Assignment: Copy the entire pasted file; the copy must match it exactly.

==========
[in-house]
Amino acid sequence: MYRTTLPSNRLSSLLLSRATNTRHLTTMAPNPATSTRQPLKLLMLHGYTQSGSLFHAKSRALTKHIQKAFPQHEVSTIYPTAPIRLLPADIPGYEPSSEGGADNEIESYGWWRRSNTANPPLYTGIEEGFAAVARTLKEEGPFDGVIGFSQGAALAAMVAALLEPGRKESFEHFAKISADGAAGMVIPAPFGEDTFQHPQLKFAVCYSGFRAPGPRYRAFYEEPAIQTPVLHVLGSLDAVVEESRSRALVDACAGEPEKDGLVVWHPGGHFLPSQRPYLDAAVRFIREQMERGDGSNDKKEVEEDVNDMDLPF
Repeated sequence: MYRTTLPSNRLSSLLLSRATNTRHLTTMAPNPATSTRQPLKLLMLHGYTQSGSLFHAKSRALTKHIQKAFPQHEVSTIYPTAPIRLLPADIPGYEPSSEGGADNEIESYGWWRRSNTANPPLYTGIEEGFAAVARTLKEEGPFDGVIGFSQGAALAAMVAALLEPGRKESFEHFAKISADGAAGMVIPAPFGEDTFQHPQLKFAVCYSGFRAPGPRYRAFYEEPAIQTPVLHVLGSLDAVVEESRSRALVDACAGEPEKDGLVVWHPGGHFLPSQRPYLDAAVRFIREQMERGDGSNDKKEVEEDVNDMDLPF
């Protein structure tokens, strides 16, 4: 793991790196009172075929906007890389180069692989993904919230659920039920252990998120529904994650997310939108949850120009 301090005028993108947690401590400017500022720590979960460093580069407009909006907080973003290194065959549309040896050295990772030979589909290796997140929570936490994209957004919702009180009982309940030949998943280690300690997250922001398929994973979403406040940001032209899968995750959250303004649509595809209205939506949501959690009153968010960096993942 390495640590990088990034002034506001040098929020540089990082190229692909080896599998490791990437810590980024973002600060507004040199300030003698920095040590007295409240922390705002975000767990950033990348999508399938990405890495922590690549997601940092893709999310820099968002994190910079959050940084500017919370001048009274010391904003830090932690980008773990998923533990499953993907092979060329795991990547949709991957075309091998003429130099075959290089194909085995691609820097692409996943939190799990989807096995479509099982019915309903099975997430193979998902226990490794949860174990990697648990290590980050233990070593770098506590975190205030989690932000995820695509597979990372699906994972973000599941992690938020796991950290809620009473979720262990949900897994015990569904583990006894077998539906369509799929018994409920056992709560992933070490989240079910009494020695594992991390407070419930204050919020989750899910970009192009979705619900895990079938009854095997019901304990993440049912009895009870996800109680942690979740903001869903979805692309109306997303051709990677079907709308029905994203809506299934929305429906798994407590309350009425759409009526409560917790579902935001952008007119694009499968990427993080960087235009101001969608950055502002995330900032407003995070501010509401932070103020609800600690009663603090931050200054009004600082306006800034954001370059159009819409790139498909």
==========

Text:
[in-house]
Amino acid sequence: MYRTTLPSNRLSSLLLSRATNTRHLTTMAPNPATSTRQPLKLLMLHGYTQSGSLFHAKSRALTKHIQKAFPQHEVSTIYPTAPIRLLPADIPGYEPSSEGGADNEIESYGWWRRSNTANPPLYTGIEEGFAAVARTLKEEGPFDGVIGFSQGAALAAMVAALLEPGRKESFEHFAKISADGAAGMVIPAPFGEDTFQHPQLKFAVCYSGFRAPGPRYRAFYEEPAIQTPVLHVLGSLDAVVEESRSRALVDACAGEPEKDGLVVWHPGGHFLPSQRPYLDAAVRFIREQMERGDGSNDKKEVEEDVNDMDLPF
Repeated sequence: MYRTTLPSNRLSSLLLSRATNTRHLTTMAPNPATSTRQPLKLLMLHGYTQSGSLFHAKSRALTKHIQKAFPQHEVSTIYPTAPIRLLPADIPGYEPSSEGGADNEIESYGWWRRSNTANPPLYTGIEEGFAAVARTLKEEGPFDGVIGFSQGAALAAMVAALLEPGRKESFEHFAKISADGAAGMVIPAPFGEDTFQHPQLKFAVCYSGFRAPGPRYRAFYEEPAIQTPVLHVLGSLDAVVEESRSRALVDACAGEPEKDGLVVWHPGGHFLPSQRPYLDAAVRFIREQMERGDGSNDKKEVEEDVNDMDLPF
């Protein structure tokens, strides 16, 4: 793991790196009172075929906007890389180069692989993904919230659920039920252990998120529904994650997310939108949850120009 301090005028993108947690401590400017500022720590979960460093580069407009909006907080973003290194065959549309040896050295990772030979589909290796997140929570936490994209957004919702009180009982309940030949998943280690300690997250922001398929994973979403406040940001032209899968995750959250303004649509595809209205939506949501959690009153968010960096993942 390495640590990088990034002034506001040098929020540089990082190229692909080896599998490791990437810590980024973002600060507004040199300030003698920095040590007295409240922390705002975000767990950033990348999508399938990405890495922590690549997601940092893709999310820099968002994190910079959050940084500017919370001048009274010391904003830090932690980008773990998923533990499953993907092979060329795991990547949709991957075309091998003429130099075959290089194909085995691609820097692409996943939190799990989807096995479509099982019915309903099975997430193979998902226990490794949860174990990697648990290590980050233990070593770098506590975190205030989690932000995820695509597979990372699906994972973000599941992690938020796991950290809620009473979720262990949900897994015990569904583990006894077998539906369509799929018994409920056992709560992933070490989240079910009494020695594992991390407070419930204050919020989750899910970009192009979705619900895990079938009854095997019901304990993440049912009895009870996800109680942690979740903001869903979805692309109306997303051709990677079907709308029905994203809506299934929305429906798994407590309350009425759409009526409560917790579902935001952008007119694009499968990427993080960087235009101001969608950055502002995330900032407003995070501010509401932070103020609800600690009663603090931050200054009004600082306006800034954001370059159009819409790139498909």